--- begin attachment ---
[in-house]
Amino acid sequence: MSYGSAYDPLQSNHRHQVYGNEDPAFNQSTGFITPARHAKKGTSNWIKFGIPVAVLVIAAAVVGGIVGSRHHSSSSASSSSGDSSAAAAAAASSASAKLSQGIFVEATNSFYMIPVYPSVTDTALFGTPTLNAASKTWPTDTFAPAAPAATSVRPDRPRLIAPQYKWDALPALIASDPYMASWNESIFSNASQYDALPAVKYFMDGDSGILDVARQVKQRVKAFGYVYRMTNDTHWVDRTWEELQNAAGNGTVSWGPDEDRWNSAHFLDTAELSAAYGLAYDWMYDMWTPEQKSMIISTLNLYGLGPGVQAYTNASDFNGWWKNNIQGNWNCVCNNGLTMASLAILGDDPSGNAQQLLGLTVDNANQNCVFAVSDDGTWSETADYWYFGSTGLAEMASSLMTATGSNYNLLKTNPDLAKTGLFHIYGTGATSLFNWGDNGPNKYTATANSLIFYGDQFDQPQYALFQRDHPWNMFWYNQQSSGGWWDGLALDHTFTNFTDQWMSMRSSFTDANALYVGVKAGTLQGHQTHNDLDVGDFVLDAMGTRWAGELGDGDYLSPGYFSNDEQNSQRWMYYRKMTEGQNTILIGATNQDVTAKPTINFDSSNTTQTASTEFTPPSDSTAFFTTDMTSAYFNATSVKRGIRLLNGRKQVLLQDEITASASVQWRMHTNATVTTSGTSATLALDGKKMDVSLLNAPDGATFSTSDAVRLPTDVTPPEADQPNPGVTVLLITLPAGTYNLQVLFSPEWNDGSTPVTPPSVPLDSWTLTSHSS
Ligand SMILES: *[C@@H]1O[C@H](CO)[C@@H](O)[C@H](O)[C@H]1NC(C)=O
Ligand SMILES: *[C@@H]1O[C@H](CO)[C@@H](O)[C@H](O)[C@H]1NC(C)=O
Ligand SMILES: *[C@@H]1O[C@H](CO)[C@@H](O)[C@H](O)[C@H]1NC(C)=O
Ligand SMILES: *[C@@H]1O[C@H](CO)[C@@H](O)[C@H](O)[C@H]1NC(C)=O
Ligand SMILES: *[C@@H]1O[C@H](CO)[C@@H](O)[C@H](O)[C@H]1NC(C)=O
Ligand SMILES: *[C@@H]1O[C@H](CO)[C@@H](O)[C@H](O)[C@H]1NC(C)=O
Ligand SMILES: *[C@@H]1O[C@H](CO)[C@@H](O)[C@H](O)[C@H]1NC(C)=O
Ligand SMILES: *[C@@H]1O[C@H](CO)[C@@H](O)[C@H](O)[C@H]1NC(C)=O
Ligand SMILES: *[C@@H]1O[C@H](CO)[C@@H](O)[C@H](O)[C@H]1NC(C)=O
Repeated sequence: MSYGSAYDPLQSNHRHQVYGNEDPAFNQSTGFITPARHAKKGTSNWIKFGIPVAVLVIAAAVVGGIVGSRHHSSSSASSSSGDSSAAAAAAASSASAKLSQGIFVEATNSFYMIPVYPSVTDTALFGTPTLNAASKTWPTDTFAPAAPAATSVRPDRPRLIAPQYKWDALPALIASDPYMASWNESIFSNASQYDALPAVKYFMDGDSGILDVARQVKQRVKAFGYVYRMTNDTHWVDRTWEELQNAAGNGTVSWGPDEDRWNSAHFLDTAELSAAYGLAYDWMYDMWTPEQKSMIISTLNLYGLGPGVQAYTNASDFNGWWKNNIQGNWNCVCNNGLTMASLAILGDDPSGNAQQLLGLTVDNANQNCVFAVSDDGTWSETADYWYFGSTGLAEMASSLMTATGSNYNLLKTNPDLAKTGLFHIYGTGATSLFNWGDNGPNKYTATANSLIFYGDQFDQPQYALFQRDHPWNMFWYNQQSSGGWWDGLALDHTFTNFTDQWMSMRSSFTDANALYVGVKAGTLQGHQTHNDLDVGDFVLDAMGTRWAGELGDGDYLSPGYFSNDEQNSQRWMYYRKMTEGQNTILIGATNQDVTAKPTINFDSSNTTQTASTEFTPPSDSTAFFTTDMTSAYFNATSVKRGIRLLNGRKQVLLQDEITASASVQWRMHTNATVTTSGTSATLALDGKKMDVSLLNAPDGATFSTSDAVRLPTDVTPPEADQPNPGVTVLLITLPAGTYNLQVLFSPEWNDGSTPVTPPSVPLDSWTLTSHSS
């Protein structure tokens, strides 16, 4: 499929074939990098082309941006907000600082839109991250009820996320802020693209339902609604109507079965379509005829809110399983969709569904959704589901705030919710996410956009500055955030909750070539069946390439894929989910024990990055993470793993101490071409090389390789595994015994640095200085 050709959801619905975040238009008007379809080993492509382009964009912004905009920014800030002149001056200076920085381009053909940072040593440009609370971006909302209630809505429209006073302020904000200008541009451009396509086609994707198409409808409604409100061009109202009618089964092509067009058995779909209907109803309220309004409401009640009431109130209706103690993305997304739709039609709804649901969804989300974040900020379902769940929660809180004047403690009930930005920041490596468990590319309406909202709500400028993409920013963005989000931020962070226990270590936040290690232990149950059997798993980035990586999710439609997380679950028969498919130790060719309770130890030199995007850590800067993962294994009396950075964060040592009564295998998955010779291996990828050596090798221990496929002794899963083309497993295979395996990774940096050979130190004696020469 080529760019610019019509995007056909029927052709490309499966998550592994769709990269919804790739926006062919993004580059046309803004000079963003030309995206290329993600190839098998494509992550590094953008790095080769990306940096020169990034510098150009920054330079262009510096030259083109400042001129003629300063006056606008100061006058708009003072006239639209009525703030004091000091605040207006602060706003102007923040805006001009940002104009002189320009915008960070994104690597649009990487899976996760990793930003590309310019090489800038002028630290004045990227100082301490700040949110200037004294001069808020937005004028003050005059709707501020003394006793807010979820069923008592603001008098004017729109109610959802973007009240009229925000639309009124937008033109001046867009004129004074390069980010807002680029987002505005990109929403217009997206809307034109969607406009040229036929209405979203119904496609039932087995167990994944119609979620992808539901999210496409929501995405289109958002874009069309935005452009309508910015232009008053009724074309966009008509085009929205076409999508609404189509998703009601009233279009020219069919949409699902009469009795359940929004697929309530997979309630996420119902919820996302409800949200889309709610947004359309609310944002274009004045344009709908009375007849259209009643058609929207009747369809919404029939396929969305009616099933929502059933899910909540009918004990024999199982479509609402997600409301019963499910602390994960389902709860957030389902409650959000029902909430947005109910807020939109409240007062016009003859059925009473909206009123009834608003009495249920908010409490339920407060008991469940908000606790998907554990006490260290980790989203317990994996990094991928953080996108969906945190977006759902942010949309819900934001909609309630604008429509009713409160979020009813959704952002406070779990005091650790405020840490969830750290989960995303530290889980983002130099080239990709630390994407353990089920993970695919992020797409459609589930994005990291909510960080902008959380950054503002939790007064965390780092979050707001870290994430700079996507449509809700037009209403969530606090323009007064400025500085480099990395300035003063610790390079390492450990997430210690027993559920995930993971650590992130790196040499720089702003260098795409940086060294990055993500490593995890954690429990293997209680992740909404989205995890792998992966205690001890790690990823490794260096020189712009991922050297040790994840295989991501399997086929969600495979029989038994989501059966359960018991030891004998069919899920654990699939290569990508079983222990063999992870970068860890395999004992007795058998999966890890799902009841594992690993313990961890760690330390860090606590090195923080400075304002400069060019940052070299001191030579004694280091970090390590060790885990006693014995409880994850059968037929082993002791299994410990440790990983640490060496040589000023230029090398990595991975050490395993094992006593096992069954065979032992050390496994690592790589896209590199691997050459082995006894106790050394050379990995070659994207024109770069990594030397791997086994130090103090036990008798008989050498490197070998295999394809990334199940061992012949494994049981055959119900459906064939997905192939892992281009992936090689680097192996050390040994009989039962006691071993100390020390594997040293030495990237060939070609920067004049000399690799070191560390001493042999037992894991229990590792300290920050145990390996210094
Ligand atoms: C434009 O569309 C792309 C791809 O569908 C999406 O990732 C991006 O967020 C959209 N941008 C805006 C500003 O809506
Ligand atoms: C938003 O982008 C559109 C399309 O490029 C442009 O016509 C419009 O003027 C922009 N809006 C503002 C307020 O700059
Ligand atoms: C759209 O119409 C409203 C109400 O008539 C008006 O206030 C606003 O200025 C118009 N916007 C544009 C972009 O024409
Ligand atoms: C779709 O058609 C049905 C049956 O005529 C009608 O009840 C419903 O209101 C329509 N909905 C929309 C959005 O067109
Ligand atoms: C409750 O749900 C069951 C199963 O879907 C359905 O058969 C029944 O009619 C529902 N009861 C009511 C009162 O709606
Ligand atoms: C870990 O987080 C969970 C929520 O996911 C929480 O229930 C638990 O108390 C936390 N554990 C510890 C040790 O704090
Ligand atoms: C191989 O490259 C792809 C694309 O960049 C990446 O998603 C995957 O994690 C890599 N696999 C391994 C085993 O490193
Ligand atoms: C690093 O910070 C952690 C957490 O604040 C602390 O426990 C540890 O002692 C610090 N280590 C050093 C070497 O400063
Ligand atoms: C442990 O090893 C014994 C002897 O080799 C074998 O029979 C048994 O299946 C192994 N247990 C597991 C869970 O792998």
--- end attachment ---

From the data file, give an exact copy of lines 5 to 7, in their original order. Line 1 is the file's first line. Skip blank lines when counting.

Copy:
Ligand SMILES: *[C@@H]1O[C@H](CO)[C@@H](O)[C@H](O)[C@H]1NC(C)=O
Ligand SMILES: *[C@@H]1O[C@H](CO)[C@@H](O)[C@H](O)[C@H]1NC(C)=O
Ligand SMILES: *[C@@H]1O[C@H](CO)[C@@H](O)[C@H](O)[C@H]1NC(C)=O